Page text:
Here comes the credit-card crunch again. Consumers, and increasingly subprime borrowers, are taking on more debt and could find themselves slipping back into the black — or rather the red — hole of financial distress.
“Banks want to lend,” says Steve Chaouki, group vice president for the financial services business unit of TransUnion, the credit-rating bureau. “And there isn’t much demand for credit from prime consumers.”
Credit-card solicitations have fallen from their sharp increases a year ago and mailings to high credit scorers are dropping far faster than they are to those with below-prime scores, according to Ipsos, an international research firm.
“The higher-end FICO groups appear saturated or tapped out, leaving the appeal of direct mail to these groups less enticing,” says Roy Persson, the director of competitive tracking services for Ipsos.
Revolving credit, the bulk of which is credit cards, peaked in 2008 at $1.01 trillion, according to the Federal Reserve. That debt had recorded steady drops up until the beginning of this year when it started a slow upward crawl. In October, credit-card debt rose $3.38 billion, after a $2.19 billion decrease in September, to stand at $857.6 billion. That’s $6.2 billion more than the fourth quarter of last year, though still considered low.
TransUnion expects credit-card debt to keep swelling in 2013, reaching 2009 levels. It also predicts delinquencies of 90 days or more, which hit their lowest levels since 1994 and held flat throughout much of this year, to begin rising again.
“Some of this can be attributed to credit-card delinquencies so low that at some point they were bound to increase,” Chaouki says. “A more significant factor may be that credit-card originations have been increasing in the last few years, and with that increase we have seen nonprime borrowers receive not only more credit cards but also comprise a larger share of new credit cards.”
Cards going to nonprime borrowers, or those with VantageScores lower than 700 on a 501-to-990 scale, account for nearly 30% of new credit, according to TransUnion’s data.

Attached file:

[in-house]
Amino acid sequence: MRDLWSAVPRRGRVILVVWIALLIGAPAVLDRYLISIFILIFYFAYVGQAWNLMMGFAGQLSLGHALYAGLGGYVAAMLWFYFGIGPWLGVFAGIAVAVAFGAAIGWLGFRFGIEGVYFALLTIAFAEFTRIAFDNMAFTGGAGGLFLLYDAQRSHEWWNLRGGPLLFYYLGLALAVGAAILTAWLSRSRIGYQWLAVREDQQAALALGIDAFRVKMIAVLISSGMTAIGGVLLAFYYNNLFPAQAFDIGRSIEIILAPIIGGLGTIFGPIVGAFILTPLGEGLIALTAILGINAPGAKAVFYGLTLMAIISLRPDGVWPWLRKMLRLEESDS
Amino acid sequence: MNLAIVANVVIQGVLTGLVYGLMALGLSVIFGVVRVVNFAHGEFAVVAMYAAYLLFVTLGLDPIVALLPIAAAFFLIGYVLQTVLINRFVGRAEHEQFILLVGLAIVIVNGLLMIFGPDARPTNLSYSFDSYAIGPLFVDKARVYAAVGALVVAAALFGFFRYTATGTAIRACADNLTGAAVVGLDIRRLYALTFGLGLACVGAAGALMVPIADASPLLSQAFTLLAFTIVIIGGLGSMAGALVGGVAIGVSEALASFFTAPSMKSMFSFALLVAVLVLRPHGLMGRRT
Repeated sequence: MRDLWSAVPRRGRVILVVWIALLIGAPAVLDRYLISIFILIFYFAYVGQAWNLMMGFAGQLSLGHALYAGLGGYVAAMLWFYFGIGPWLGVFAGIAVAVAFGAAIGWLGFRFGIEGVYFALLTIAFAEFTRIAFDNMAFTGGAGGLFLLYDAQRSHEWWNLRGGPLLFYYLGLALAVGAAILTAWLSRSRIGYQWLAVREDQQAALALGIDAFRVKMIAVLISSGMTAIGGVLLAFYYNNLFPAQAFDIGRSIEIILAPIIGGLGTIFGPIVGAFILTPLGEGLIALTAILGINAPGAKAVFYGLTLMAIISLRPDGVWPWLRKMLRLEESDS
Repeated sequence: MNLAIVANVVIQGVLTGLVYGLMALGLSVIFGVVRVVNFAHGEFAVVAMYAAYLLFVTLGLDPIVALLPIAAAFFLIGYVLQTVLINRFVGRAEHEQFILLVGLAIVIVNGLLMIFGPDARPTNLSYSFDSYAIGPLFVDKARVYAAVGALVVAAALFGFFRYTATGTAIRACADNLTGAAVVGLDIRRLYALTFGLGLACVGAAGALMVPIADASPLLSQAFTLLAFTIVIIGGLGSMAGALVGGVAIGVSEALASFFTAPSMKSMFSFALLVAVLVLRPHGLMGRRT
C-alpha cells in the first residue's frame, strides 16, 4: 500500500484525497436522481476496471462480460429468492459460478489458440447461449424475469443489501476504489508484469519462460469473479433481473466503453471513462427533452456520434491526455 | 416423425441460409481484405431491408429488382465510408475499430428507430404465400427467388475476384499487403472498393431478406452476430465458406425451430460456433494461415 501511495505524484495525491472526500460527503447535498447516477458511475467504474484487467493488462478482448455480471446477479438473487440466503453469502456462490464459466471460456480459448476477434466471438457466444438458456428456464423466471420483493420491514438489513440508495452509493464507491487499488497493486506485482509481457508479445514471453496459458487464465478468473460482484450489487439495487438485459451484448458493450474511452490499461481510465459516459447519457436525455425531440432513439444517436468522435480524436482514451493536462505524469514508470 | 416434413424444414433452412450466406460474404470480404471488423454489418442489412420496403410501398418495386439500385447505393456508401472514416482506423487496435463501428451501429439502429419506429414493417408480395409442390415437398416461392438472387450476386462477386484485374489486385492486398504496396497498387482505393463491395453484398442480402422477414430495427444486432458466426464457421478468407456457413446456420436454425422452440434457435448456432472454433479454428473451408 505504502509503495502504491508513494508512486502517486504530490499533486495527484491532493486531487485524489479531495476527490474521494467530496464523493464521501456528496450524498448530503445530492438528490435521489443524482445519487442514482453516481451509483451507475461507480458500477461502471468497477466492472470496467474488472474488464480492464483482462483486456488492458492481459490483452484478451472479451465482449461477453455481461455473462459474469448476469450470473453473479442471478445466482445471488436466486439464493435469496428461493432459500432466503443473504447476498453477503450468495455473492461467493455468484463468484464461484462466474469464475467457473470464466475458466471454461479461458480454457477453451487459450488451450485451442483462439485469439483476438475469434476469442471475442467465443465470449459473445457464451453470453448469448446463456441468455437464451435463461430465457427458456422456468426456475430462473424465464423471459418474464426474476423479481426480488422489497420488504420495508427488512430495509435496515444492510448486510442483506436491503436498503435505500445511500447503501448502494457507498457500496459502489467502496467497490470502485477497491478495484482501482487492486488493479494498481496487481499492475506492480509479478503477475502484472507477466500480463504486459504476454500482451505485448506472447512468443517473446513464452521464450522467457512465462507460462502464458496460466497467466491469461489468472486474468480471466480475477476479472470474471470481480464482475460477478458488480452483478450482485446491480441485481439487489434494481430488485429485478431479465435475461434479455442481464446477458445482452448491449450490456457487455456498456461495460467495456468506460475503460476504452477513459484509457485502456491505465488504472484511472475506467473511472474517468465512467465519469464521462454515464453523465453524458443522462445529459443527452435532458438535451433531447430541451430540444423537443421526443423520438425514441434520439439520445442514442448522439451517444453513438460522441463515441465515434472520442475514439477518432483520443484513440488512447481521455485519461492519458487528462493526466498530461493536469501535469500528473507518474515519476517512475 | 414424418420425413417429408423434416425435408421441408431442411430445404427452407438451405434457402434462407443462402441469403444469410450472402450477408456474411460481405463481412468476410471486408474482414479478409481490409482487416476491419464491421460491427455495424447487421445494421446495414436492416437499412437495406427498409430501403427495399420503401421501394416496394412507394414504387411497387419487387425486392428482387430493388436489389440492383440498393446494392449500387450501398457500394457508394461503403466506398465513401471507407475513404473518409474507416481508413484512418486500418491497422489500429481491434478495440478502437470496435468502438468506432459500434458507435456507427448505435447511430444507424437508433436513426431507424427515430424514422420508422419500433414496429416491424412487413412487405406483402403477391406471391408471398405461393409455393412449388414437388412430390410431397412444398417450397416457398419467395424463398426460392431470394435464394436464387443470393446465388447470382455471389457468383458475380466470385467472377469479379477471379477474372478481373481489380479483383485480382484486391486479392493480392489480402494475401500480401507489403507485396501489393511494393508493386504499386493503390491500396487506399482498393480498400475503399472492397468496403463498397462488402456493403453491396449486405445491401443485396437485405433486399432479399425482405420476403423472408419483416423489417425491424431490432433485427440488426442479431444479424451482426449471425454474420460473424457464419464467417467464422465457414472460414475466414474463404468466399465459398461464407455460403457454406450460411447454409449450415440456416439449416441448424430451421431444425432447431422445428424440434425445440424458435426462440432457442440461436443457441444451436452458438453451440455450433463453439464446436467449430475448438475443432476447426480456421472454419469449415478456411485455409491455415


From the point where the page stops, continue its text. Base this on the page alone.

Credit-card debt per borrower also is on track to rise, according to TransUnion’s data. The bureau expects balances to stand at $5,050 per borrower by the end of the year, up from $4,996 at the end of the third quarter, and then jump to $5,446 — a near 8% hike — by the end of next year.
Matters could get worse yet, considering consumers are admitting that it will take them extra time to pay off holiday debt.
Nearly 25% of respondents in a recent myFICO survey said they will need more than three months to pay off this year’s holiday charges. That’s a notable leap over the 18% who said so in a similar survey the consumer division of FICO, the credit-scoring company, conducted in 2010.
And then there are the recent spikes in nonrevolving debt, which includes auto loans and college-tuition balances that are reaching unprecedented levels. Nonrevolving debt vaulted $10.8 billion in October to $1.896 trillion.
In all, consumers took on 6.2% more debt in October to hold $2.754 trillion, only 8% more in outstanding loans than they held in 2008.
“The increase in student loans and credit-card debt is a disturbing trend that may have disastrous consequences for consumers,” says Nick Jacobs, an administrator for CARE, the Credit Abuse Resistance Education Program. “Unless consumers fully understand the obligations attached to these debts, they may soon find themselves in more trouble than they can handle.”
Why would consumers, only three years after piles of credit-card debt and mortgage debt sent many spiraling out of financial control, allow this to happen again?
They might not have ever really changed their ways, according to Odysseas Papadimitriou.
“There are a lot of people with the wrong impression that credit-card debt was going down,” says the chief executive of Evolution Finance, which operates Cardhub.com, a credit-card research site. “It was going down because people were defaulting and their debts were being taken off the books. That didn’t mean they didn’t owe banks the money anymore, just that the banks had written them off.”
Banks charged off some $208.8 billion in bad loans from 2009 to 2011, with charge-offs declining each year. They’re on track to take upwards of $33 billion off the books this year.
“Fewer people are falling so far behind on their credit-card payments that banks have to write their debt off the books,” Papadimitriou says. “That’s great. Still, you can’t overlook the fact that banks charged off $7.78 billion in old credit-card debt during the third quarter alone.
“We never changed our mentality about credit-card debt,” he adds.